In the last several years, UCSD's successes with NOTES have been featured in national newspapers and magazines. Even Hollywood called to incorporate the scarless surgery in an episode of "ER" he says smiling.
Although they've come very far in the four years of the operation, Horgan acknowledges that significant challenges remain.
The field needs better tools that allow greater flexibility for surgeons to close incisions inside the body after the diseased or unwanted tissue has been removed. That requires venture capital investment that has been lacking during this recession, Horgan says.
And there remains a question about whether surgeons outside of an academic center or hospital specializing in such procedures can perform these operations with equal success, working with cameras and mirrors inside the body.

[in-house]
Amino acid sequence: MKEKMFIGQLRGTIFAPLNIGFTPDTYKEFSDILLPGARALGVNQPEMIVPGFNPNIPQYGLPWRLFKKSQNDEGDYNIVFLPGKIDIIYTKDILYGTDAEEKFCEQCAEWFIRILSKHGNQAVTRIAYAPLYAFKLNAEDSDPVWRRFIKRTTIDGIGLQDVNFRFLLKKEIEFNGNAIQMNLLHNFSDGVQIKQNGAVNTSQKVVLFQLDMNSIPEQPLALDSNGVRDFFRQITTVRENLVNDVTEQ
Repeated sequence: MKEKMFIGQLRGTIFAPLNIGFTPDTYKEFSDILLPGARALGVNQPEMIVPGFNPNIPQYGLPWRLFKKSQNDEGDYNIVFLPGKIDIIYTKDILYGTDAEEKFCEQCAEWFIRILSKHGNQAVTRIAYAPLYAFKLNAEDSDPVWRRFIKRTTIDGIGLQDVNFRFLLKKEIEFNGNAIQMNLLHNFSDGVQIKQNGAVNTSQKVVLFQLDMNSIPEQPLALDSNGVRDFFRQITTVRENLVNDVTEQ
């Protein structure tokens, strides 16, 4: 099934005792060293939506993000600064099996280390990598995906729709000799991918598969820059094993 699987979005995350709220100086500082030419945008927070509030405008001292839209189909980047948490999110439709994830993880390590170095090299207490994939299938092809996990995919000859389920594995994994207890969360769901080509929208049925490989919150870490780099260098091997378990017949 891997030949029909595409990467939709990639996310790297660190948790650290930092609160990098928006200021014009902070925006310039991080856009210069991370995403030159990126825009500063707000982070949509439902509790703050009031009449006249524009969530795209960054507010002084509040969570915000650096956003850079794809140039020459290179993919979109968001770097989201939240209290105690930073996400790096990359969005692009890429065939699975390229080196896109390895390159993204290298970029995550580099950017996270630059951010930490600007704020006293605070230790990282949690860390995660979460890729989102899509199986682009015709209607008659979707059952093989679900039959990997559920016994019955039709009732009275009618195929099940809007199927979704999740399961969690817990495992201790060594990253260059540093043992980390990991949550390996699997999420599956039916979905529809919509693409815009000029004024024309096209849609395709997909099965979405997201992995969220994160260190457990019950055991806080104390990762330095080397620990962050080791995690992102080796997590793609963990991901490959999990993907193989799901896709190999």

"A big challenge is in the training. We are much more careful today in terms of making sure that the patient doesn't get the learning curve when we operate," Horgan says.
The national clinical trial, Natural Orifice Surgery Consortium for Assessment and Research, is a joint venture between the American Society for Gastrointestinal Endoscopy and the Society of American Gastrointestinal and Endoscopic Surgeons. NOSCAR also is financially supported by a variety of endoscopic equipment manufacturers.
To help doctors learn the technique, UC San Diego is building the Center for the Future of Surgery on the La Jolla medical school campus, where physicians from around the world can learn NOTES tools and techniques.
Horgan acknowledges that many surgeons, including his father who is a surgeon in Argentina, have been skeptical.
"My father was a surgeon who said, 'The bigger the scar, the better the surgeon.' Well that's not true anymore. We are making almost no incisions and the operations are better."
Now, even his father is impressed, Horgan says. "He never thought it would get this far. He is amazed."